Patience: A Party 30 Years In The Making

Impatience doesn’t care about gender, race, or age and it reeks havoc on individuals, companies, and relationships.  My wife and I have had countless conversations and even arguments because one of us, usually me, is being impatient.  
It wasn’t until recently that we came to a realization about the word patience and how it relates to our lives.  A few months back we, along with so many others from Lindsay’s old neighborhood, were invited to a party to celebrate the marriage of the brother of one of Lindsay’s best friends from childhood.  As the day arrived, we packed up the family and went on the five minute drive to the neighborhood where my wife grew up. The home where the party was held was perfection.  It had gorgeous hardwood floors throughout and each room was perfectly furnished.  There was beer, wine, snacks, and desserts set up throughout the house and a local BBQ company had catered the event.  The backyard was beautifully landscaped and had a relaxing water feature and a stunning lake view to cap it all off.
As I mingled with the other guests, every single conversation would always turn towards fond memories from years gone by.  The memories would usually include how my mother-in-law taught their kids piano and stories about Lindsay and her parents.  This party, in every aspect, was perfection.
As we packed up the kids and started the five minute trek home, we talked about how beautiful the house was, how unbelievable it was to have refreshments all over, and how great the conversations were.  That was the type of party I wanted to throw.  I wanted to have the perfectly manicured landscape, food and refreshments flowing from all corners of the house, and conversations of moments long gone by.  As our tires hit our driveway, a different thought popped into my head.  That party, as perfect as it was, took over 30 years to execute.  It may have been a day of actual planning and follow through, but it took over 30 years for the whole thing to come together.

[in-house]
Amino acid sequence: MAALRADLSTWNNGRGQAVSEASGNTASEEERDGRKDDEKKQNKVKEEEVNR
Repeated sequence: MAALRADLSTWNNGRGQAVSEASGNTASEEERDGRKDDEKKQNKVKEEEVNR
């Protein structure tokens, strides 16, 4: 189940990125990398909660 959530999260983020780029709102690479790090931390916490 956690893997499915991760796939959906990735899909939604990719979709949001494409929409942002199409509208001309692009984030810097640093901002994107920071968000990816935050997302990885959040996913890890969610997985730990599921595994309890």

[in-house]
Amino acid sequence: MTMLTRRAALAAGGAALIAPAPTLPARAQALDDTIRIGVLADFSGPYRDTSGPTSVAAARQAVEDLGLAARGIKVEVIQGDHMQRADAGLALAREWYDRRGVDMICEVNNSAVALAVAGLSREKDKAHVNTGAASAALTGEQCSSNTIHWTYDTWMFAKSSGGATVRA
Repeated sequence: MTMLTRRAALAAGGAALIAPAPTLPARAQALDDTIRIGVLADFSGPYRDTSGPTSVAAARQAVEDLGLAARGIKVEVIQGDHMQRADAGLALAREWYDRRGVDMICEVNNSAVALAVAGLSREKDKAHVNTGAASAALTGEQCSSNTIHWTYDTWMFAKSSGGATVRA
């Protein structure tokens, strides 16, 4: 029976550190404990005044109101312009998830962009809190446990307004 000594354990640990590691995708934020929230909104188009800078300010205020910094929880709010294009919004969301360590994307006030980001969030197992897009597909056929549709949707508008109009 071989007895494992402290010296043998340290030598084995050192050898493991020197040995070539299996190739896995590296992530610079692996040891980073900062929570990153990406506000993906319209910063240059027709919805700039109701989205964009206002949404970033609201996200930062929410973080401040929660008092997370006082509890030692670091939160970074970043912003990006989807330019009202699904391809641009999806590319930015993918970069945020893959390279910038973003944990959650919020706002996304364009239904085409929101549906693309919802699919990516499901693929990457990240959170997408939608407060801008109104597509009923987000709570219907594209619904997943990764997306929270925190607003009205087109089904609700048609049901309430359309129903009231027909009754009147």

When the house was first purchased it wasn’t fully furnished with updated features throughout.  It took years to fully furnish, make updates and additions, to get the perfectly manicured landscape with that calming water feature. The conversations weren’t trivial because everyone had the base of 20 plus years of background.  About the only thing that didn’t take 30 years was the food and refreshments, but even having the ability to purchase them without blinking an eye takes years of putting money away so that you can have celebrations like these and not have to focus on the cost. 
In the weeks that have passed since attending this party, I have come to realize how I need to have the patience to see the small steps through.  When we look at the small steps taken over time, we get to see a big improvement. But in the midst of the shuffle, they don’t seem to matter at all. We all need to learn to deploy patience because it’s what helps give us perspective to see the impact we are making, and the legacy we are leaving.

Reader Comments

  1. Great post this morning Paul!
    I love the part that it took 30 years to get to that point. I am write beside you on that want for it now.
    I find it harder the more clear we get on where we want our life to end up, what do we want to be remembered for.

    1. It’s all about legacy. I just personally hate it takes so stinkin long to get there.
      It’s tough not knowing the next steps but I know it will be worth it all in the end.

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